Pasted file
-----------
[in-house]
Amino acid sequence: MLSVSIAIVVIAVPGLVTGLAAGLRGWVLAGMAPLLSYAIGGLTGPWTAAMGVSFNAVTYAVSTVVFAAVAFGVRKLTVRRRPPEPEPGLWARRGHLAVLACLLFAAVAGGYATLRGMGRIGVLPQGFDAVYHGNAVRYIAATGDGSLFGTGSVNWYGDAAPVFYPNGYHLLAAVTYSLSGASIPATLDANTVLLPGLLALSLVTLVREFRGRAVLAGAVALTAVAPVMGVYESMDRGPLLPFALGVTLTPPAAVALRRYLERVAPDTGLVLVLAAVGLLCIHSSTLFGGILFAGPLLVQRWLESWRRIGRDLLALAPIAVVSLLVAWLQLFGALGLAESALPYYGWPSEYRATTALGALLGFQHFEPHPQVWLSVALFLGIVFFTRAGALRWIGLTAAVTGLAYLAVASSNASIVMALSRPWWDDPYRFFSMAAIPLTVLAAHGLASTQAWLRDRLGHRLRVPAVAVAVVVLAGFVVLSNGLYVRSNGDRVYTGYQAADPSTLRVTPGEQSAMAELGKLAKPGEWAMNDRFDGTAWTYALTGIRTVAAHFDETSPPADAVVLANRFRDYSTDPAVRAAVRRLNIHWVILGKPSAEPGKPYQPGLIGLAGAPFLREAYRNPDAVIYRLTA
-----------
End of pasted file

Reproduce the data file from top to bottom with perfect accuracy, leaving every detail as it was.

[in-house]
Amino acid sequence: MLSVSIAIVVIAVPGLVTGLAAGLRGWVLAGMAPLLSYAIGGLTGPWTAAMGVSFNAVTYAVSTVVFAAVAFGVRKLTVRRRPPEPEPGLWARRGHLAVLACLLFAAVAGGYATLRGMGRIGVLPQGFDAVYHGNAVRYIAATGDGSLFGTGSVNWYGDAAPVFYPNGYHLLAAVTYSLSGASIPATLDANTVLLPGLLALSLVTLVREFRGRAVLAGAVALTAVAPVMGVYESMDRGPLLPFALGVTLTPPAAVALRRYLERVAPDTGLVLVLAAVGLLCIHSSTLFGGILFAGPLLVQRWLESWRRIGRDLLALAPIAVVSLLVAWLQLFGALGLAESALPYYGWPSEYRATTALGALLGFQHFEPHPQVWLSVALFLGIVFFTRAGALRWIGLTAAVTGLAYLAVASSNASIVMALSRPWWDDPYRFFSMAAIPLTVLAAHGLASTQAWLRDRLGHRLRVPAVAVAVVVLAGFVVLSNGLYVRSNGDRVYTGYQAADPSTLRVTPGEQSAMAELGKLAKPGEWAMNDRFDGTAWTYALTGIRTVAAHFDETSPPADAVVLANRFRDYSTDPAVRAAVRRLNIHWVILGKPSAEPGKPYQPGLIGLAGAPFLREAYRNPDAVIYRLTA